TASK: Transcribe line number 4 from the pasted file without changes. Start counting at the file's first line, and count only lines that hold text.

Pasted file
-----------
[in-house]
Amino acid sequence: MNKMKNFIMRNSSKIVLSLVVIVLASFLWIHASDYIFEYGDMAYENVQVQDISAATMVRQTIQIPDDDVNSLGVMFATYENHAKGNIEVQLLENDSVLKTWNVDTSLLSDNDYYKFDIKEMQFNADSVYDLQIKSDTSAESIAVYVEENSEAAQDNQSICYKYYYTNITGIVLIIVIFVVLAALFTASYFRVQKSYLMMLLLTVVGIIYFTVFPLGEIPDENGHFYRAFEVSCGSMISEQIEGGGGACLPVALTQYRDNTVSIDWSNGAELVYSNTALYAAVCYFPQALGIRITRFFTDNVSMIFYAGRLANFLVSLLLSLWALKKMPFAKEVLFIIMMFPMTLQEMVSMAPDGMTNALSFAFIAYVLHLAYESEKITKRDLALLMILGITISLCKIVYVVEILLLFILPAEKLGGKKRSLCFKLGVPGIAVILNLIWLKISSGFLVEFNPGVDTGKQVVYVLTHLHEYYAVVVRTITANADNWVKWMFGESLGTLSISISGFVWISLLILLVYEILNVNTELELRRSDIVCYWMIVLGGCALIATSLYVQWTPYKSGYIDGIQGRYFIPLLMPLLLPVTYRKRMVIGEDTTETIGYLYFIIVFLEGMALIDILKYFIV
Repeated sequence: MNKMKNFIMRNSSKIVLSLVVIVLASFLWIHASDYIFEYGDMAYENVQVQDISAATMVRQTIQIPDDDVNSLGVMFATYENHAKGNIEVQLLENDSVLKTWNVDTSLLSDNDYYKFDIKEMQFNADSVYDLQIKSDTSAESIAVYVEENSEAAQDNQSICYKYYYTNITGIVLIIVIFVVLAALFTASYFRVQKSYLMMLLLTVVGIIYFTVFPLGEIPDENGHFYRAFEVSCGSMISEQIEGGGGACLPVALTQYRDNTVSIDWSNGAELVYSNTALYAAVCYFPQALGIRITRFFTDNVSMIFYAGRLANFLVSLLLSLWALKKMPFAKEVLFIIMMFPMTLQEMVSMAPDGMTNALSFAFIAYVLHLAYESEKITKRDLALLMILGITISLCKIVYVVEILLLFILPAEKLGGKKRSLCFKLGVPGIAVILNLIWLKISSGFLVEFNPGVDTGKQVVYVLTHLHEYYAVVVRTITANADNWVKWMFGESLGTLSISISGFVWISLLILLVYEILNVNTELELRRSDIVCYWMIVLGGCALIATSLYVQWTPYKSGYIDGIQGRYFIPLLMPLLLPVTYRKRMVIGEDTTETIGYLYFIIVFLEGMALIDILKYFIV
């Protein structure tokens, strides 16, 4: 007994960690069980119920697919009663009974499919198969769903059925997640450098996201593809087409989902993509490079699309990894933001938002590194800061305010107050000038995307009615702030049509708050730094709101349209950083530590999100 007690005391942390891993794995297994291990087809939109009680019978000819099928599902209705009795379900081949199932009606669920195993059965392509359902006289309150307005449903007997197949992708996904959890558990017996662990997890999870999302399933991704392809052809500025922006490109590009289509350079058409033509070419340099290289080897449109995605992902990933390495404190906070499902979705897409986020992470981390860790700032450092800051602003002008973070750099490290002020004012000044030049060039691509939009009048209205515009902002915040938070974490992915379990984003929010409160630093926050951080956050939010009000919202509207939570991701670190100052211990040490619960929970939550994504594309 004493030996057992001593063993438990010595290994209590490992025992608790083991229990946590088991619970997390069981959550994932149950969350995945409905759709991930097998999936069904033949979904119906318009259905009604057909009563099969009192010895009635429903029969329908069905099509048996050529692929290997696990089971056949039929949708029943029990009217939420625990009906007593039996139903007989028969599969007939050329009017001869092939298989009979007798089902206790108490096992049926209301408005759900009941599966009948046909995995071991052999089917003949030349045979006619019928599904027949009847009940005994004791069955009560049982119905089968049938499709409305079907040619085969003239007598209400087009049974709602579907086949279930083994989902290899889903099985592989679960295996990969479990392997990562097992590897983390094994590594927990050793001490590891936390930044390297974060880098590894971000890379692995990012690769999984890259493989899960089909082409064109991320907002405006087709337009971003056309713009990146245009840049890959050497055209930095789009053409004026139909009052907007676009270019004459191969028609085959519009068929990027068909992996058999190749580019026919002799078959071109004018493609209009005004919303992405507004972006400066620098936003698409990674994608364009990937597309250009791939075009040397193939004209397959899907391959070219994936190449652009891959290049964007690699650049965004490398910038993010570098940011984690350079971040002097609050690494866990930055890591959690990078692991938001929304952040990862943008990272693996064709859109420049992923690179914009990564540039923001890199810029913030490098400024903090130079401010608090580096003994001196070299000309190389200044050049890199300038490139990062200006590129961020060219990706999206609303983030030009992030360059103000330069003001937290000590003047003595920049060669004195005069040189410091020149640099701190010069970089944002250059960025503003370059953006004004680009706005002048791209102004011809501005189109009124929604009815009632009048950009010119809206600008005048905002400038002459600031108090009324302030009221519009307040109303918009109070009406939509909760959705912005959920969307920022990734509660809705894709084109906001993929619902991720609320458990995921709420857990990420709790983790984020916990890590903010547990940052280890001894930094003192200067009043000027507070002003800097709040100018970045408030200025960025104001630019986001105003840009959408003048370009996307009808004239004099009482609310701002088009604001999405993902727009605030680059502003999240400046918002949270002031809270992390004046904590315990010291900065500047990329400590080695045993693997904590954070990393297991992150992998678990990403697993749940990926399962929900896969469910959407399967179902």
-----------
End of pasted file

């Protein structure tokens, strides 16, 4: 007994960690069980119920697919009663009974499919198969769903059925997640450098996201593809087409989902993509490079699309990894933001938002590194800061305010107050000038995307009615702030049509708050730094709101349209950083530590999100 007690005391942390891993794995297994291990087809939109009680019978000819099928599902209705009795379900081949199932009606669920195993059965392509359902006289309150307005449903007997197949992708996904959890558990017996662990997890999870999302399933991704392809052809500025922006490109590009289509350079058409033509070419340099290289080897449109995605992902990933390495404190906070499902979705897409986020992470981390860790700032450092800051602003002008973070750099490290002020004012000044030049060039691509939009009048209205515009902002915040938070974490992915379990984003929010409160630093926050951080956050939010009000919202509207939570991701670190100052211990040490619960929970939550994504594309 004493030996057992001593063993438990010595290994209590490992025992608790083991229990946590088991619970997390069981959550994932149950969350995945409905759709991930097998999936069904033949979904119906318009259905009604057909009563099969009192010895009635429903029969329908069905099509048996050529692929290997696990089971056949039929949708029943029990009217939420625990009906007593039996139903007989028969599969007939050329009017001869092939298989009979007798089902206790108490096992049926209301408005759900009941599966009948046909995995071991052999089917003949030349045979006619019928599904027949009847009940005994004791069955009560049982119905089968049938499709409305079907040619085969003239007598209400087009049974709602579907086949279930083994989902290899889903099985592989679960295996990969479990392997990562097992590897983390094994590594927990050793001490590891936390930044390297974060880098590894971000890379692995990012690769999984890259493989899960089909082409064109991320907002405006087709337009971003056309713009990146245009840049890959050497055209930095789009053409004026139909009052907007676009270019004459191969028609085959519009068929990027068909992996058999190749580019026919002799078959071109004018493609209009005004919303992405507004972006400066620098936003698409990674994608364009990937597309250009791939075009040397193939004209397959899907391959070219994936190449652009891959290049964007690699650049965004490398910038993010570098940011984690350079971040002097609050690494866990930055890591959690990078692991938001929304952040990862943008990272693996064709859109420049992923690179914009990564540039923001890199810029913030490098400024903090130079401010608090580096003994001196070299000309190389200044050049890199300038490139990062200006590129961020060219990706999206609303983030030009992030360059103000330069003001937290000590003047003595920049060669004195005069040189410091020149640099701190010069970089944002250059960025503003370059953006004004680009706005002048791209102004011809501005189109009124929604009815009632009048950009010119809206600008005048905002400038002459600031108090009324302030009221519009307040109303918009109070009406939509909760959705912005959920969307920022990734509660809705894709084109906001993929619902991720609320458990995921709420857990990420709790983790984020916990890590903010547990940052280890001894930094003192200067009043000027507070002003800097709040100018970045408030200025960025104001630019986001105003840009959408003048370009996307009808004239004099009482609310701002088009604001999405993902727009605030680059502003999240400046918002949270002031809270992390004046904590315990010291900065500047990329400590080695045993693997904590954070990393297991992150992998678990990403697993749940990926399962929900896969469910959407399967179902």